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Additionally, credential-based networks require a password expiration policy to try and combat the use of weak passwords. After a set period of time, every user device is disconnected from the network and must be reconnected with a new, unique password. This often encourages the use of nearly identical passwords, or weak passwords, because frequent updates to multiple credential sets can be difficult to keep track of.

With certificates, once the user configures the first time, they are securely connected to the network for the life of the certificate. This is predetermined by the organization, but many choose to set certificate expiration years into the future.

Some organizations may stick with credentials because they integrate with nearly all application authentication processes while certificates can be limited. Luckily, this barrier is easily surmountable with SecureW2. We provide integration with Okta identity management to expand certificates’ connection capabilities.

SecureW2 can authenticate a user’s identity in Okta using PIV/certificate authentication. By combining Okta’s identity context with certificates, you can authenticate to a slew of applications and benefit from the strength of MFA and certificate authentication.

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Gain Identity Context Of Your Network

The key to certificate authentication that thwarts the ability to circumvent MFA is public-private key encryption that protects the process. To authenticate a certificate, you need the private key, which is only known if you have a certificate signed by the issuing certificate authority. This makes it impossible for anyone outside the organization to authenticate to the network. The key cannot be stolen and reused due to its advanced encryption. Furthermore, it’s highly recommended to configure server certificate validation to ensure that the device only connects to the correct RADIUS Server and blocks the possibility of a Man-In-The-Middle attack.

Beyond the streamlined user experience that certificates boast, they are also tied to the identity of the user and device. Credentials are something the user knows and can be given to another person for access. This leads to identity issues because you cannot be certain that the credentials are always being used by the identified user.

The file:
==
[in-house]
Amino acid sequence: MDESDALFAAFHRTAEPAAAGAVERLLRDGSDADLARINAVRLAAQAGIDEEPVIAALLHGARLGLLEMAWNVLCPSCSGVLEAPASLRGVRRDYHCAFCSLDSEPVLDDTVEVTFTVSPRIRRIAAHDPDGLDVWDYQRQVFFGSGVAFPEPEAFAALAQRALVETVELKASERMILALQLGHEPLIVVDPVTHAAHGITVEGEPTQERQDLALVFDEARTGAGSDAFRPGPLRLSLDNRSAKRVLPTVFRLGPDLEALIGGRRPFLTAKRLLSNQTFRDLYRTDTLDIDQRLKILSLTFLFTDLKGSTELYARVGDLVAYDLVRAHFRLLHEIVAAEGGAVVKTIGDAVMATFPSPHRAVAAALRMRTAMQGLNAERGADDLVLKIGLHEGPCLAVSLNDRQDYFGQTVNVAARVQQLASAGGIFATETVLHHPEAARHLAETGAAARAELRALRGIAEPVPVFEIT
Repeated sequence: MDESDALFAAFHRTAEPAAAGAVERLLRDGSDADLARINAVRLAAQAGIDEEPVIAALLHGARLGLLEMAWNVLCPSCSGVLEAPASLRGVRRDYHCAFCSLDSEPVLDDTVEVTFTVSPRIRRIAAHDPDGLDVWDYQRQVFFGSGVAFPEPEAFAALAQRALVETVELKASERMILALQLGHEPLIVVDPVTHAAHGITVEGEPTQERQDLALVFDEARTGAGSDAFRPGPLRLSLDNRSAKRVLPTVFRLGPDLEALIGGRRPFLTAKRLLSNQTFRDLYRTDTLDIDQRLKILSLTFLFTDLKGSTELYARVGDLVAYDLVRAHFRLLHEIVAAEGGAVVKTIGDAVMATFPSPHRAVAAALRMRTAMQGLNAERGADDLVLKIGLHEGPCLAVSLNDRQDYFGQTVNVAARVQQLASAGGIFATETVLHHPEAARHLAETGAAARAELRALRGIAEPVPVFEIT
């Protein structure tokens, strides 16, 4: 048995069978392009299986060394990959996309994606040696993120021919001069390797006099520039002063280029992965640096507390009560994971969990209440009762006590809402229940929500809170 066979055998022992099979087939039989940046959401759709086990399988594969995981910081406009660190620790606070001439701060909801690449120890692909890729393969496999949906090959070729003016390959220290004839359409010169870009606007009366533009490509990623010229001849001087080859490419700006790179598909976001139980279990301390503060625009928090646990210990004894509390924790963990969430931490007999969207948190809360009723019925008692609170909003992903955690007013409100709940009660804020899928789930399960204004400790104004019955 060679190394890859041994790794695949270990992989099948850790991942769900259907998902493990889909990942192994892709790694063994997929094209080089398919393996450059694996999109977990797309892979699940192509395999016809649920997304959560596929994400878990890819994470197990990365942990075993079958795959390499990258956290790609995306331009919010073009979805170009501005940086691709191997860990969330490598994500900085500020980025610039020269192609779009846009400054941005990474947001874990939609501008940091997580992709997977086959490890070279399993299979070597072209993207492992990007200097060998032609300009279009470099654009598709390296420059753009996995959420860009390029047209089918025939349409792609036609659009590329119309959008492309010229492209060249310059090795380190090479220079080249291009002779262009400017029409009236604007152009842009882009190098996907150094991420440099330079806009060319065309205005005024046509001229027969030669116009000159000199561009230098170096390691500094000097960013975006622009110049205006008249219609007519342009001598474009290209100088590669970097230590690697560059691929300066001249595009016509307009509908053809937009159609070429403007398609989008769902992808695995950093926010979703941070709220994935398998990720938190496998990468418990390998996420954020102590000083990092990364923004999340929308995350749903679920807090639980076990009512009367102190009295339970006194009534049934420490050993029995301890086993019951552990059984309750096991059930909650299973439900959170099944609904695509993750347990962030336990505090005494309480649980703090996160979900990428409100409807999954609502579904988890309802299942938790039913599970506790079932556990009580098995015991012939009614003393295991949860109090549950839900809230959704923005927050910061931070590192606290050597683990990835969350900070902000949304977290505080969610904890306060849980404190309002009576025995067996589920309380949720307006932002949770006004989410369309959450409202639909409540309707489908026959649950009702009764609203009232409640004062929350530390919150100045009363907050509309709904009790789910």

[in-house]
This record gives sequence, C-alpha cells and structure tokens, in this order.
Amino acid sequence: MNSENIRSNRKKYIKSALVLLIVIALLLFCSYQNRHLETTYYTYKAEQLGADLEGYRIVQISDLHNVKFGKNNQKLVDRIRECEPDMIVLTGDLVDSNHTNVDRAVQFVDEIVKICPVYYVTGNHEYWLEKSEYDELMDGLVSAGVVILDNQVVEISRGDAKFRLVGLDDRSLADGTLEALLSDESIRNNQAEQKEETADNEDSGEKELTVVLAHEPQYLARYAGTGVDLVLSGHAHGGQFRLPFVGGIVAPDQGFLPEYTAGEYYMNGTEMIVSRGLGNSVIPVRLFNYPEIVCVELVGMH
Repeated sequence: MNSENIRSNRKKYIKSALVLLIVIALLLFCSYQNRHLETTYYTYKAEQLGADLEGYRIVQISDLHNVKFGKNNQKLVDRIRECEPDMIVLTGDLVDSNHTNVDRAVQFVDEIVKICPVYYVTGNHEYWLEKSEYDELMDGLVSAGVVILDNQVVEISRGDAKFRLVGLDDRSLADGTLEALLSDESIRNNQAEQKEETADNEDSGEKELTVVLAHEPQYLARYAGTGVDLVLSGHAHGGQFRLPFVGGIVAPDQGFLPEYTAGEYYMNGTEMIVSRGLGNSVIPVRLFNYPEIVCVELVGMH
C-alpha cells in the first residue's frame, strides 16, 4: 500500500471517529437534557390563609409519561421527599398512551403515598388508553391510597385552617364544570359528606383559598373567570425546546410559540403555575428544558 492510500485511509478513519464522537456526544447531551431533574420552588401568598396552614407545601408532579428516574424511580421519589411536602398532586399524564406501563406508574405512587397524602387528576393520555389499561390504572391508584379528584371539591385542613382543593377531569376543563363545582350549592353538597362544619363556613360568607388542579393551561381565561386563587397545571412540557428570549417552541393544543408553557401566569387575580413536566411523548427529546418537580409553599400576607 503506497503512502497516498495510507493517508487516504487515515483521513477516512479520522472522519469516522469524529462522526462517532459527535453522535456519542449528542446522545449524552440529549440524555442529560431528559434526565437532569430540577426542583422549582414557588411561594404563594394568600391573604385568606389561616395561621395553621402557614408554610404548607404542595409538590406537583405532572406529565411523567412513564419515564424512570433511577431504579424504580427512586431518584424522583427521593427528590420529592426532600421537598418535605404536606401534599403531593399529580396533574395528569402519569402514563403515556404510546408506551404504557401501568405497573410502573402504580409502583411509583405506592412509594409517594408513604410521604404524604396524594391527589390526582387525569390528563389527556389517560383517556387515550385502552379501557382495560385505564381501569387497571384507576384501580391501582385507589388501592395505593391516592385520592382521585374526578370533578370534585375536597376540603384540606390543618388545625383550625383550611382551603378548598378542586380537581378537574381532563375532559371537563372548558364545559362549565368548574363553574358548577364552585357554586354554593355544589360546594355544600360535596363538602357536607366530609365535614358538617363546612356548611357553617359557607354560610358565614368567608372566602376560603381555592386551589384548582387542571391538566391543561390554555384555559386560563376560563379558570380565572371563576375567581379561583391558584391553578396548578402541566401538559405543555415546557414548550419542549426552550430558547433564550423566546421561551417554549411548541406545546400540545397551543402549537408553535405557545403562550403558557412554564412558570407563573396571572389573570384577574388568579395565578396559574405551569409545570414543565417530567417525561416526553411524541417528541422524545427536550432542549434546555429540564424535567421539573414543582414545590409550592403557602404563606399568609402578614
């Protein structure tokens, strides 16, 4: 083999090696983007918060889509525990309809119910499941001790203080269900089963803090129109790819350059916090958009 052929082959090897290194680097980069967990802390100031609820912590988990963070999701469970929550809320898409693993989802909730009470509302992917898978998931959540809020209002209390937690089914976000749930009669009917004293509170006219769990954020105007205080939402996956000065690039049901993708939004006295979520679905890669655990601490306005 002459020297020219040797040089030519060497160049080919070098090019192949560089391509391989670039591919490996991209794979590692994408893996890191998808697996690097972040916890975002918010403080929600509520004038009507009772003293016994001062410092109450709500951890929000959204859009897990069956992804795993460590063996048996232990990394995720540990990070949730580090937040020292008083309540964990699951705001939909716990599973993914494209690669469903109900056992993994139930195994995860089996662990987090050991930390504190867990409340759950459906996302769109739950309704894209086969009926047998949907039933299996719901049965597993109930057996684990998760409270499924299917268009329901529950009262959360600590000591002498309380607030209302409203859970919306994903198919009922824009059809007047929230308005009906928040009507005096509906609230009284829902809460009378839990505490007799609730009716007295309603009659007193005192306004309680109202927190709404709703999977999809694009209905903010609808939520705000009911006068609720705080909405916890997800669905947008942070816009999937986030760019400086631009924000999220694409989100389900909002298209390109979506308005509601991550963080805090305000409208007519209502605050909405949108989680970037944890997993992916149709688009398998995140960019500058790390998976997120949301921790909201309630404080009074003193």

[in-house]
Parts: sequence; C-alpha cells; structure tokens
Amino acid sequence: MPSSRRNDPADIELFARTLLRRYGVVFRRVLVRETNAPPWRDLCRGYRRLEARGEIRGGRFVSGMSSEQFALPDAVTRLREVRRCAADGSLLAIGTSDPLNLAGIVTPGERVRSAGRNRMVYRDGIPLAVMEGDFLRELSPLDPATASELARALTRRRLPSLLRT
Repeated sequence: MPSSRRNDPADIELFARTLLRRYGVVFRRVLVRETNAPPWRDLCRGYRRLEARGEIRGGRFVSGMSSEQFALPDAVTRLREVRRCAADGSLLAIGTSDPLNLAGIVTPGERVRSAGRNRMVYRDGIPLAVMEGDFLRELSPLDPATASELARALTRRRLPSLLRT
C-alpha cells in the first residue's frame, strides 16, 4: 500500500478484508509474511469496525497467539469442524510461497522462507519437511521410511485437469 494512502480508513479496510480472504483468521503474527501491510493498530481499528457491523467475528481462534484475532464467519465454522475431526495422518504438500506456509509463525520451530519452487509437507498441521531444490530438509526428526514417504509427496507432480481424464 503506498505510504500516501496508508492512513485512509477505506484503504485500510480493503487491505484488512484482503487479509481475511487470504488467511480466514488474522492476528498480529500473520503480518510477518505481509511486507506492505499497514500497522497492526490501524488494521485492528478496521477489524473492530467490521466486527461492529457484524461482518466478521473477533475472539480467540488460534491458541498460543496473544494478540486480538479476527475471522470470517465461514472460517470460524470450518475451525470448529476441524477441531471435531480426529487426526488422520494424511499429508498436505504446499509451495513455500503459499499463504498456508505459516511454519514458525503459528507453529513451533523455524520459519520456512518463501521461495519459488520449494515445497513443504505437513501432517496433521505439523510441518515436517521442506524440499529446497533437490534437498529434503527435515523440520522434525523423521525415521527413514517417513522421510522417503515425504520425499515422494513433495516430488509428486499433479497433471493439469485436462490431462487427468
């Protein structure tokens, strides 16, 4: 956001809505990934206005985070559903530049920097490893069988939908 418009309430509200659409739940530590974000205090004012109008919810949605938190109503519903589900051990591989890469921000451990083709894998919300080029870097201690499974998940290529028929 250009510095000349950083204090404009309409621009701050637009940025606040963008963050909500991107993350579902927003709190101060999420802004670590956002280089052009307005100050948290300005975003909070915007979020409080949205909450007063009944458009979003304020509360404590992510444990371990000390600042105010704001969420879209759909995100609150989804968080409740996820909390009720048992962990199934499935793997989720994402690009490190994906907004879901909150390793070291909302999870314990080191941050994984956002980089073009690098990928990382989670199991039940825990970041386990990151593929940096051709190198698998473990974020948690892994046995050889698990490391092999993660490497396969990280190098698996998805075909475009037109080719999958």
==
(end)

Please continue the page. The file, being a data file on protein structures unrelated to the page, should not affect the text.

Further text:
With SecureW2’s Certlock, certificates cannot be removed from the device or transferred to another person, so when a particular user is confirmed accessing the network, they have been accurately identified.

Essentially, once a user’s device is equipped with a certificate, it cannot be stolen or transferred through a social engineering attack or over-the-air attack to be used by a data thief.

To improve the overall security of your network, MFA is an excellent authentication paradigm, but it’s important to ensure that each of the multiple factors are secure methods on their own. If a hacker is able to overcome one method, they may have the ingenuity or social engineering skills to gather the remaining information.

The success of manipulation tactics truly highlights the need to remove the human element from cybersecurity and automate your security practices with certificate authentication to have a truly secure network. Check out SecureW2’s pricing page to see how our MFA solutions can fit your authentication security needs.

Learn about this author

Jake Ludin

Jake is an experienced Marketing professional who studied at University of Wisconsin – La Crosse. Besides the Wisconsin staples of eating cheese and wearing t-shirts in winter, he is often quoting from obscure 80s movies and longboarding along Lake Michigan.

Jake Ludin

Stronger Multi-Factor Authentication With Certificates